In 1966, The National Park Service designated Nantucket as a National Historic Landmark District, calling it the "finest surviving architectural and environmental example of a late 18th- and early 19th-century New England seaport town." Today the island is a favored destination for its pristine beaches and boating activities; for its historic town, villages, and museums; for its cultural activities; and for its multitude of restaurants and inns. Nantucket is the venue for many festivals through the year, from April's annual Daffodil Festival through the Christmas Stroll in December. The island is known as a top summer season resort, but Nantucket is a vibrant community year-round. If you have any questions about Nantucket Island, please use our Ask Nantucket link. Below are some details about our island community...
Island at a Glance:
- Nantucket is a town, a county, and an island, located approx. 26 miles from Cape Cod, Massachusetts.
- Together with the small islands of Tuckernuck and Muskeget, Nantucket constitutes the Town of Nantucket
- The island is just under 50 square miles and has 82 miles of beach.
- Nantucket's proximity to the Gulf Stream makes the island 10˚ degrees warmer in the winter and 10˚ degrees cooler in the summer than the mainland.
- The eastern coast of Nantucket was the first place in the U.S. to see the first sunrise of the new millennium.
- Nearly half of Nantucket Island is preserved as open space, largely due to efforts by The Nantucket Islands Land Bank, the Nantucket Conservation Foundation, The Nantucket Land Council, The Massachusetts Audubon Society, and The 'Sconset Trust.
- An 18-hole public golf course is operated by the Nantucket Land Bank. Miacomet Golf Course offers breathtaking views of sandplain grassland, the Atlantic Ocean, and Miacomet Pond.
- Nantucket Cottage Hospital offers a range of services, including emergency, labor & delivery, medical/surgical, chemotherapy & dialysis, resident and visiting physicians and specialists, seasonal clinic to serve summer visitors.
- Nantucket Island has its own police department, fire department, and airport, along with a Coast Guard Station at Brant Point.
- Nantucket has its own public school system, as well as several private schools.
- Year-round population: 10,172+
- Summer population: 50,000+
- Percent change as of July 2014: 6.7%
- Est. median house value in 2013: $873,954
- Median gross rent in 2013: $1,458
- Mean travel time to work: 12 minutes
- In 1659, nine men invested "the sum of thirty pounds…and also two beaver hats, one for myself and one for my wife," to the then owner, Thomas Mayhew, for the purchase of the Nantucket island.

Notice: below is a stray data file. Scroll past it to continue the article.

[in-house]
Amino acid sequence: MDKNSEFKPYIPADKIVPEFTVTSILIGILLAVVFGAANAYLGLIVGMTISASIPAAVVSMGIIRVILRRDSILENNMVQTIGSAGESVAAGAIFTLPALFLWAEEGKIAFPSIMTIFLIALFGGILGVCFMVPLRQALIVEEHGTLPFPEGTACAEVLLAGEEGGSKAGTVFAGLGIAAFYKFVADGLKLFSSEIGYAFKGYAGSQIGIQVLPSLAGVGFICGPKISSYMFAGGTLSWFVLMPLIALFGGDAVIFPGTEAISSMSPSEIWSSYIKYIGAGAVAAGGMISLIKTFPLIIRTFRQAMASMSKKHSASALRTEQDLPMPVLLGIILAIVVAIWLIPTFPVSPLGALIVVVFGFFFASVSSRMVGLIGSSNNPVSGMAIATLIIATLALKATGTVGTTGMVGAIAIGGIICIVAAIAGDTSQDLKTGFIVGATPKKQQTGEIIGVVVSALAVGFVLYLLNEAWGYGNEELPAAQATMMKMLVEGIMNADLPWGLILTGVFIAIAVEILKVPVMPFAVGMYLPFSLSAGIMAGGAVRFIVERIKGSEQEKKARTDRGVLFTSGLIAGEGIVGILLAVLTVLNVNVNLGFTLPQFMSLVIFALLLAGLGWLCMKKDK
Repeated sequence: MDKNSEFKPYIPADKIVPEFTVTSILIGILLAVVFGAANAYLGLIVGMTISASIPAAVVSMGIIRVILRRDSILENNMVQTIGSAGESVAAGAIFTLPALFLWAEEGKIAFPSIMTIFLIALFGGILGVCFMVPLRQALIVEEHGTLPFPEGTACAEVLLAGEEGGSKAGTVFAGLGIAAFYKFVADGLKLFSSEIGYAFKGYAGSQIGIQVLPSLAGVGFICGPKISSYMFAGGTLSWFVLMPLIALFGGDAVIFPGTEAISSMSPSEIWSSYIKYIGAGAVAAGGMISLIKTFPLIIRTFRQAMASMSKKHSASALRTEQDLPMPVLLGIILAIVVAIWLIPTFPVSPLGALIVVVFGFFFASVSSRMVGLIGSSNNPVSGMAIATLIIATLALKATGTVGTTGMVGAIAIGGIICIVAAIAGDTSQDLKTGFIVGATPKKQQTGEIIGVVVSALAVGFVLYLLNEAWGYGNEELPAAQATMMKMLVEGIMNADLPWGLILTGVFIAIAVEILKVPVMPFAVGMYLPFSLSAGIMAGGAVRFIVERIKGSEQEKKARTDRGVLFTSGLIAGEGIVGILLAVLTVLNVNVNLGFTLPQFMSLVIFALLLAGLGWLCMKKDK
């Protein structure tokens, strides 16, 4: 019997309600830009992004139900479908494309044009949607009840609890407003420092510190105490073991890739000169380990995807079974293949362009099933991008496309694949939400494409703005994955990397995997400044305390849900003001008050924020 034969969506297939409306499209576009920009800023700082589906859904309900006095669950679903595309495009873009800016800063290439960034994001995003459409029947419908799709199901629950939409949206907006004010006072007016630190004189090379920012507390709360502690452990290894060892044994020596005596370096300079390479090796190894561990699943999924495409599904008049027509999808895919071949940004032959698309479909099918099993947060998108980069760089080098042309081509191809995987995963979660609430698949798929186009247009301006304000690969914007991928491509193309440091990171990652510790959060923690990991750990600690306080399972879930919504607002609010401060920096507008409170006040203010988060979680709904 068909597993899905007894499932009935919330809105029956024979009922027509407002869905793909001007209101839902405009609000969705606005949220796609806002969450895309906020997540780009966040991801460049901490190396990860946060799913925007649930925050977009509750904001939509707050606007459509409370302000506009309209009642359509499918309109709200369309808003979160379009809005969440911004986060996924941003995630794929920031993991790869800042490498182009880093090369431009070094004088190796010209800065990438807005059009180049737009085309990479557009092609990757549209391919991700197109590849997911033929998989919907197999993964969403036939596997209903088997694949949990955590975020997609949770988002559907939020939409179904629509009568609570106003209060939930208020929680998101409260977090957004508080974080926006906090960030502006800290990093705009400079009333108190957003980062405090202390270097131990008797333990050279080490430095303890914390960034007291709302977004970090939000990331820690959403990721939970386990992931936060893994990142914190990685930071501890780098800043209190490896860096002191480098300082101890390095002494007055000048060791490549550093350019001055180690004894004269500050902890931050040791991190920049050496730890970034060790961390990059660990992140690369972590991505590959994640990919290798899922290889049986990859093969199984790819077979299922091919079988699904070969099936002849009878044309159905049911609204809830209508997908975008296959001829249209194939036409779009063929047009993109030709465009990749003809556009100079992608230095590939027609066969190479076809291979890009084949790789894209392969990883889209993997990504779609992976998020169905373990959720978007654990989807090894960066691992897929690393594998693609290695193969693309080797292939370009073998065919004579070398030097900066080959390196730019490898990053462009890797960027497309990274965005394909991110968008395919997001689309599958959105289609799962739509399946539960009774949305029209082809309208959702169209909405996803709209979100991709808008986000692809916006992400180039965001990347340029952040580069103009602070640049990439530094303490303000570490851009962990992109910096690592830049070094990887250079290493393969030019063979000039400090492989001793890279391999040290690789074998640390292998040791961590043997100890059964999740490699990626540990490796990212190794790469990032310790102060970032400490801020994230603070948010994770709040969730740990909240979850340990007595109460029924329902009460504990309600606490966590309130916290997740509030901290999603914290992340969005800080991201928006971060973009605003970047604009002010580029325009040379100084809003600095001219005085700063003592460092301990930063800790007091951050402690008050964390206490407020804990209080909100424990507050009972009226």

- From the mid-1700s to the late 1830s the island was the whaling capital of the world, with as many as 150 ships making port in Nantucket during its peak.
- Brant Point Lighthouse, built in 1746, was blown down in 1774, burned and was rebuilt in 1782, burned and was rebuilt again in 1783, and was destroyed in a storm in 1788 and rebuilt.
- The novel Moby-Dick by Herman Melville was based on a true-life event that occurred in 1820 to the Nantucket whaleship Essex and her crew.
- Cobblestones were laid on Main Street in 1838.
- From 1881 to 1917, a railroad ran from Steamboat Wharf to Surfside, Tom Nevers, and Sconset.
- In 1918, Nantucket was the last community in Massachusetts to lift the ban on automobiles.
- During its whaling days, Nantucket was the third largest city in Massachusetts, with a population of 10,000. Only Boston and Salem were larger.
- There are more than 800 structures on Nantucket that pre-date The Civil War.
- The first American woman astronomer was Nantucketer Maria Mitchell, born in Nantucket in 1818. In 1847 at age 15, using a telescope, she discovered a comet which as a result became known as "Miss Mitchell's Comet." King Frederick VI of Denmark awarded her a gold medal prize for her discovery.
- Nantucket has the largest concentration of Native American place names in the country. The name Nantucket is adapted from similar Algonquian names for the island, perhaps meaning "faraway land or island."
- Nantucketer R.H. Macy (born in 1822) went whaling only once, hated it, and went on to found Macy's retail store in NYC.
- Nantucket desegregated their public schools in 1845, more than a hundred years before the rest of the nation.
- James A. Folger, born and raised on Nantucket, founded the Folger Coffee Company in 1872.
- There are no traffic lights on Nantucket.
- In 1977, Nantucket attempted to secede from the Commonwealth of Massachusetts; the attempt failed.
- "Widows Walks" are actually called "roofwalks" on Nantucket and were used to pour a bucket of sand down a burning chimney.
- Nantucket Memorial Airport is the second busiest commercial airport in Massachusetts after Logan International Airport in Boston.
- The original "Man from Nantucket" limerick was G-rated.